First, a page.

“So, are you two getting ready for the empty nest?”
My wife and I are hearing this question, in one form or another, quite often these days. Our friends and family watch and wonder as the August date draws near for our soon-to-be-18-year-old twins to move out of the house and into their respective college freshman dorms – one in Philadelphia, the other in Boston – while we two stay behind here in New York.
They wonder how we will cope with the big change. They watch our faces for telltale signs of distress.
And inevitably they ask their version of “the question”. Sometimes it’s an open-ended type of query, such as “How are you two feeling about this?” Other times it’s more of a closed, assumption-laden kind of probe, along the lines of “So how upset are you two about them leaving?”
But no matter how the question is posed, our response tends to be somewhat ambivalent, or as I prefer to think of it, paradoxical: “We are certainly not looking forward to the way we’re going to miss having them both here with us every day, and we are absolutely looking forward to some of the ways in which our lives will be different because they will not be here with us every day.”
I’d like to explore for a minute the implications of that one word in the above sentence that’s joining the two sides of the paradox – the word “and“.
Years ago, I would have used the word “but” where the word “and” occurs in this sentence. That would have been before I read the late Peter McWilliams’ wonderful book “Do It!” which he subtitled “Let’s Get Off Our Buts”. He forever changed my understanding of this word by treating its three letters as an acronym for “Behold the Underlying Truth”. He asserted that when we join two phrases with this connector, we are in fact negating the phrase that precedes it, and affirming the truth of that negation with the phrase that follows it.
Here is the relevant excerpt from his book ….
Let’s look at a typical sentence containing “but”. I’d like to visit my sick grandmother, but it’s too cold outside. The truth is that grandma is not getting a visit. The lie is that I care so much about [her] that I really want to pay her a visit.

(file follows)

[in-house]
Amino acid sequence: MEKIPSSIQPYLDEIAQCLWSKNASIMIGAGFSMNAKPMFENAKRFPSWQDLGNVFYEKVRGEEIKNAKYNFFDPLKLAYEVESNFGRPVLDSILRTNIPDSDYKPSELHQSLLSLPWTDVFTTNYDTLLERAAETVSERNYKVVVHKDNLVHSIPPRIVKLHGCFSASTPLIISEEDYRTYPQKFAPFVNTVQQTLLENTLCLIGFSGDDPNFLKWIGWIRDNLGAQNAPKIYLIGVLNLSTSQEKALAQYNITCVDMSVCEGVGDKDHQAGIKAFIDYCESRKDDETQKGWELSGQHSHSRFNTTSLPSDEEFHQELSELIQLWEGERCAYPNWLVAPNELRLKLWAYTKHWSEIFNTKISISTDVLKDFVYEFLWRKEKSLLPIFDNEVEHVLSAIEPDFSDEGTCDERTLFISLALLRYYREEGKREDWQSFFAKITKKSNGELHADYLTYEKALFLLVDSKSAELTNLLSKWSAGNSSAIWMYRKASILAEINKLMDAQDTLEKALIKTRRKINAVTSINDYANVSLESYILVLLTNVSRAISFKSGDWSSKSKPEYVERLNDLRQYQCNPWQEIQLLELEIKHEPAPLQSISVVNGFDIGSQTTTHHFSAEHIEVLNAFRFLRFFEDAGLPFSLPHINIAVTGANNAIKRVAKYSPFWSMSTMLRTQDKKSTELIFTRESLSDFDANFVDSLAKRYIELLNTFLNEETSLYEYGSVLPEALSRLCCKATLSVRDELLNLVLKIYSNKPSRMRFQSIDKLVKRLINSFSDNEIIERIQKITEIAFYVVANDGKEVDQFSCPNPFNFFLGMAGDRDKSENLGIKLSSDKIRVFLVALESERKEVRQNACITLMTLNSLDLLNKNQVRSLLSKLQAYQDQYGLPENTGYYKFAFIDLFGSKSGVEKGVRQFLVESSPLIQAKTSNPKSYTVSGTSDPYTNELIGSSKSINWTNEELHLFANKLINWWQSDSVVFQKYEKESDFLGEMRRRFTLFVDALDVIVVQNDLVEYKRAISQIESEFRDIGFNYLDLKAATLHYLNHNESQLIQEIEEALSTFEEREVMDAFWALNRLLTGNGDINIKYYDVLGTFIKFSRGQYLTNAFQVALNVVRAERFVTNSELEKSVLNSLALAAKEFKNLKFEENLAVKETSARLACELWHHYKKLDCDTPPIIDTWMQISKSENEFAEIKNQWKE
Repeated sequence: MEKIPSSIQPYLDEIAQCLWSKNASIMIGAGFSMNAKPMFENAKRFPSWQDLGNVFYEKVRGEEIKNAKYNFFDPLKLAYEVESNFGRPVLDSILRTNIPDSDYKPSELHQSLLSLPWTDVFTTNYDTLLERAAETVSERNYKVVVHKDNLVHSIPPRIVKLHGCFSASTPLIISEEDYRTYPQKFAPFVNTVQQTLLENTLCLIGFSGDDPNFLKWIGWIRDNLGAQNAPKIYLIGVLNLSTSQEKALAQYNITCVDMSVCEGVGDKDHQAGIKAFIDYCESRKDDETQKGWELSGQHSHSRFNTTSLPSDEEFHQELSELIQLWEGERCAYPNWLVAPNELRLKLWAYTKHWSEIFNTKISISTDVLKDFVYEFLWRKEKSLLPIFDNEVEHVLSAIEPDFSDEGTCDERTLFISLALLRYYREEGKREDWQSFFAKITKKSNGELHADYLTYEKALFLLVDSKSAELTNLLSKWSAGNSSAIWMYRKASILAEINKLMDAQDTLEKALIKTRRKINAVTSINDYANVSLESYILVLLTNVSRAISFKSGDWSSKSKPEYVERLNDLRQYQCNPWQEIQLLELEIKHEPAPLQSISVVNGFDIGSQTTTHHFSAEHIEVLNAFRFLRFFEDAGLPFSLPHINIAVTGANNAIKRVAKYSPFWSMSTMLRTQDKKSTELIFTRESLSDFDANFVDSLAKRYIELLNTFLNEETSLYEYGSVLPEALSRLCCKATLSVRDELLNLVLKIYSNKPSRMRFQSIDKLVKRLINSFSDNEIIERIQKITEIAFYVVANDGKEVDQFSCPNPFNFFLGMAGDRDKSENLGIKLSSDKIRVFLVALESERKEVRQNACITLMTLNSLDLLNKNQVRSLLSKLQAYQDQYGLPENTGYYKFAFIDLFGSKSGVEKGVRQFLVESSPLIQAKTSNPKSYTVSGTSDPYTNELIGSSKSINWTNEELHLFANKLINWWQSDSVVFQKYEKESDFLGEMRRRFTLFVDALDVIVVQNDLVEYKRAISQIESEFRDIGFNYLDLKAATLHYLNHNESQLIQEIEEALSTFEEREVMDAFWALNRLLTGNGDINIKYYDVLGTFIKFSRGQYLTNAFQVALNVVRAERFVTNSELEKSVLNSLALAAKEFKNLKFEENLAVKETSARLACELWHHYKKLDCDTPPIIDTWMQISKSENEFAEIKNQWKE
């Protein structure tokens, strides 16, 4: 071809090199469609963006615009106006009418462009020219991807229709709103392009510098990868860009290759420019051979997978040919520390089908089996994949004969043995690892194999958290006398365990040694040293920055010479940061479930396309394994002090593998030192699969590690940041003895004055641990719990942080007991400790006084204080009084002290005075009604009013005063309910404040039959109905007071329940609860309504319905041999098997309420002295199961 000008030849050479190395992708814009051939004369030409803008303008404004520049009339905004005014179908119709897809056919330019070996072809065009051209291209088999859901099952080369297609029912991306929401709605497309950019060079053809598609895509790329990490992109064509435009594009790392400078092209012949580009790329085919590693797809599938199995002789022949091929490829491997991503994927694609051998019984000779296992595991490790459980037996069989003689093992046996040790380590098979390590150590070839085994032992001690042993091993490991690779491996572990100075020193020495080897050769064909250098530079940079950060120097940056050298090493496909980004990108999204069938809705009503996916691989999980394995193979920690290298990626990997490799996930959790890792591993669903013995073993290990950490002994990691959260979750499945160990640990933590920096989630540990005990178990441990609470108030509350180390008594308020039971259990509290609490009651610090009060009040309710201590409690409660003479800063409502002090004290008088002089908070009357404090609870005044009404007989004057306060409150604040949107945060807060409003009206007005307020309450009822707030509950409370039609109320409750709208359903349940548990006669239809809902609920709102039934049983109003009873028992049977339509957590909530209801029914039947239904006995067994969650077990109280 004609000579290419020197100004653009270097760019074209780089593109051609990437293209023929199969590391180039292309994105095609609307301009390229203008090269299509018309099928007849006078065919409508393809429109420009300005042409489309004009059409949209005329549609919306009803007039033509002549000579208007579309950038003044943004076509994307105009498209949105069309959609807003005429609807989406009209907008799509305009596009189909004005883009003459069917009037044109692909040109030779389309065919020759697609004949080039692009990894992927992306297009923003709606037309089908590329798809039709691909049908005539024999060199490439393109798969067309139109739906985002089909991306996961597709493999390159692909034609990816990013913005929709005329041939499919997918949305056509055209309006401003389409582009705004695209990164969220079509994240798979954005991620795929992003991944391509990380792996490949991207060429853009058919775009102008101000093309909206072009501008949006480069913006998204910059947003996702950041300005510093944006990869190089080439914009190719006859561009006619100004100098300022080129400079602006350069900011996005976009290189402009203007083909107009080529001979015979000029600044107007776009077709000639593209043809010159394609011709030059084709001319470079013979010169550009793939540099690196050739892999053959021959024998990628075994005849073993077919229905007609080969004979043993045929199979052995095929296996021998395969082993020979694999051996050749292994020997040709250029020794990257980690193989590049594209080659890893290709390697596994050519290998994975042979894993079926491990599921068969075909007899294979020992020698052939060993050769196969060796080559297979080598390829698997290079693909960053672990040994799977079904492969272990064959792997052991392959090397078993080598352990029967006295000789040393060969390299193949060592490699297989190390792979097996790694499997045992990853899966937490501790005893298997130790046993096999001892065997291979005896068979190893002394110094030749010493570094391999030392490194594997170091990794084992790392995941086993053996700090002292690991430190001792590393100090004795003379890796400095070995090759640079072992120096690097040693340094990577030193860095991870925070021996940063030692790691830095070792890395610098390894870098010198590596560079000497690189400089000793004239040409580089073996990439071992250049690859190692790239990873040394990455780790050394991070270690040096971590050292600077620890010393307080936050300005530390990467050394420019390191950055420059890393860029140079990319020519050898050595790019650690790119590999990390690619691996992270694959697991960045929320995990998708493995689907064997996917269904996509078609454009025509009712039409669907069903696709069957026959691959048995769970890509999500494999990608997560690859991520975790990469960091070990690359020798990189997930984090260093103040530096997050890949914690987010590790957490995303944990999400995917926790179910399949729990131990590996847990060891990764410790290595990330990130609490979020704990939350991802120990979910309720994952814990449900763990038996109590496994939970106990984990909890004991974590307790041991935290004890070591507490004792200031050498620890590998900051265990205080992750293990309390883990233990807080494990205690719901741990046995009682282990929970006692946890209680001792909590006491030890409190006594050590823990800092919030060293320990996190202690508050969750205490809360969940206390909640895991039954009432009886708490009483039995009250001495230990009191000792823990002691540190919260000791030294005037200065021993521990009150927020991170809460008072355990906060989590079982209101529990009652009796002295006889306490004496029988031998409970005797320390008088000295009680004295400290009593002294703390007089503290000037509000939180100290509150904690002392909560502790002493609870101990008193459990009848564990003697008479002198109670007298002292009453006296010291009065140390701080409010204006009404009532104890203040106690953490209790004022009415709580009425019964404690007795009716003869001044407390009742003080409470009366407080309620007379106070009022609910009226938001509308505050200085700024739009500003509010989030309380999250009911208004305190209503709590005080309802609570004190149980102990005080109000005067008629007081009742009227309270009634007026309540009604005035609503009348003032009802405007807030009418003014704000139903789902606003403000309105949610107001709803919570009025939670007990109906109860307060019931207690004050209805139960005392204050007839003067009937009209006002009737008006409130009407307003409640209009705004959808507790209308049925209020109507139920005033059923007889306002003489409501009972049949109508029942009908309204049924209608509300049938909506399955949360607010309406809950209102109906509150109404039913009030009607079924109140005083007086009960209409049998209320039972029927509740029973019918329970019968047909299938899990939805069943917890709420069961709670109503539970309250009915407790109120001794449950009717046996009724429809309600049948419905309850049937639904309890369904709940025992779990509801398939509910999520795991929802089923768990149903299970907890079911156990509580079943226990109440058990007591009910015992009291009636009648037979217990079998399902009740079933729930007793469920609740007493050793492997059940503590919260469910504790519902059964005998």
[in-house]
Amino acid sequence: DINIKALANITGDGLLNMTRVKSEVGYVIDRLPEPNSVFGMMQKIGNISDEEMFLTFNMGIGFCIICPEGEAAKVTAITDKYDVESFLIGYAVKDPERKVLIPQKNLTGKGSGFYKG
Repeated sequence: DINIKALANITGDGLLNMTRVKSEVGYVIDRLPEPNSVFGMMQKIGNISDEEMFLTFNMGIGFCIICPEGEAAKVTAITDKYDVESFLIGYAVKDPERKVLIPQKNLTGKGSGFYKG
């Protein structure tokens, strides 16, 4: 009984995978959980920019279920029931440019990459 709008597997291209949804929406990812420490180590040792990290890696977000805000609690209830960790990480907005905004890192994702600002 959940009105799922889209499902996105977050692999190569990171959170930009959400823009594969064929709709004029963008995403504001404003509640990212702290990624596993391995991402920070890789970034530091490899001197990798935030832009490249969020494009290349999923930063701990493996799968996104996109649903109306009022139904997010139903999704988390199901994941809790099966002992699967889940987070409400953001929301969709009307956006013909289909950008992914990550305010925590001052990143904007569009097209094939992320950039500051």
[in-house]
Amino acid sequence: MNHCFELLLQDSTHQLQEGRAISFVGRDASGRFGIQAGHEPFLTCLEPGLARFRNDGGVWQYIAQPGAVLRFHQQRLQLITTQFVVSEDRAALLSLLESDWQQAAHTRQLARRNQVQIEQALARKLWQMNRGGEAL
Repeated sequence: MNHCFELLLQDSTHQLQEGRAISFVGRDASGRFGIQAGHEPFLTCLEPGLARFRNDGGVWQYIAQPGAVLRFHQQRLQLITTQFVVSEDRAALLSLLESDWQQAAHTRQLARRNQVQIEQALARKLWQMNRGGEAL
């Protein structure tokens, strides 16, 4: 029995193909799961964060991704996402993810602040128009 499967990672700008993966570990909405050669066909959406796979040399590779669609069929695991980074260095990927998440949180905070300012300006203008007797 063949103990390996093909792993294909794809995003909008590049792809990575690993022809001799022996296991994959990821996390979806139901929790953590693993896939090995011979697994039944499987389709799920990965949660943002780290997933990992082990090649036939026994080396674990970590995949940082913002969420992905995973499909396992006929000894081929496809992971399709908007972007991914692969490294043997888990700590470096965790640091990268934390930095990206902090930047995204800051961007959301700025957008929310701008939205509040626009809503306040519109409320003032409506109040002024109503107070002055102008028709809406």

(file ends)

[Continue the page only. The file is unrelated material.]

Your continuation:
Since absorbing McWilliams’ lesson, I’ve been much more particular about when and how I use the word “but”. Were I to employ it in my response to the empty nest query above, it would suggest that in fact my wife and I are not going to miss the kids all that much! Or if the phrases were inverted and joined by “but”, that might imply that we’re going to miss them so much that we probably won’t enjoy any of the resulting changes in our own lives.
Now let’s get back to the word “and”. By joining the two phrases with “and” instead of “but”, I’m able to affirm the paradoxical coexistence of the two seemingly opposite emotions that accompany our upcoming “empty nest” – sadness and happiness.
And of course, this conjunction of opposites can be confusing. We tend to be uncomfortable with holding contradictory ideas or feelings. We want to know, “Which is it? Are you happy or are you sad?” We like things to be black or white. We don’t like it very much at all when they are black and white.
But in fact often they are – and notice that in this sentence, I’m using “but” not as a connector to hide the underlying truth, but as a reinforcer to emphasize the truth I’m trying to coax a bit out of its usual hiding place.
So, what does all of the above have to do with this blog’s focus – engaged mindfulness?
To the extent that its premise is valid – that the more mindfully self-aware we are, the more authentically and effectively we are able to engage with others in the world – then perhaps it is also a valid premise that the more aware we are of the paradoxes that we hold within ourselves and that everyone else is holding within themselves, the more able we will be to speak and to listen with compassion, comprehension, and conviction.
And, as good a place to start as any might be for all of us to “get off our buts” and allow a few more “ands” into our conversations. What do you think?